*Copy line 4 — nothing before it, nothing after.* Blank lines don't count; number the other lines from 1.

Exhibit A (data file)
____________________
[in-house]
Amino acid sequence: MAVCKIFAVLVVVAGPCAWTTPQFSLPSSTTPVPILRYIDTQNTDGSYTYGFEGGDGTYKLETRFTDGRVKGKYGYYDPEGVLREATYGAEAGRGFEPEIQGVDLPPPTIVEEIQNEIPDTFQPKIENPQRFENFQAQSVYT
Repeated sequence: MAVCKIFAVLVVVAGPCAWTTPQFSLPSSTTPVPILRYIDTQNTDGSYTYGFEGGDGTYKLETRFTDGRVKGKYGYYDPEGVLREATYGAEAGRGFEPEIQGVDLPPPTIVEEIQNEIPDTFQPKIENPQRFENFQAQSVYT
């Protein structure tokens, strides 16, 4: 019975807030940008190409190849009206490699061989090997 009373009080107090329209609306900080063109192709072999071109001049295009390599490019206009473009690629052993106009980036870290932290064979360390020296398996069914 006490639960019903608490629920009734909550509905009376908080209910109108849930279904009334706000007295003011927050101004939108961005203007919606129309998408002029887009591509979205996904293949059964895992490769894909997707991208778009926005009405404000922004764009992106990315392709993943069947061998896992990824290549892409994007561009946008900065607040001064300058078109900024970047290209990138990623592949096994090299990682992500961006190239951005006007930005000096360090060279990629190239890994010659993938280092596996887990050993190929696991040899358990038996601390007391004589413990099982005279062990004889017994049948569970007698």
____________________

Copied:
């Protein structure tokens, strides 16, 4: 019975807030940008190409190849009206490699061989090997 009373009080107090329209609306900080063109192709072999071109001049295009390599490019206009473009690629052993106009980036870290932290064979360390020296398996069914 006490639960019903608490629920009734909550509905009376908080209910109108849930279904009334706000007295003011927050101004939108961005203007919606129309998408002029887009591509979205996904293949059964895992490769894909997707991208778009926005009405404000922004764009992106990315392709993943069947061998896992990824290549892409994007561009946008900065607040001064300058078109900024970047290209990138990623592949096994090299990682992500961006190239951005006007930005000096360090060279990629190239890994010659993938280092596996887990050993190929696991040899358990038996601390007391004589413990099982005279062990004889017994049948569970007698």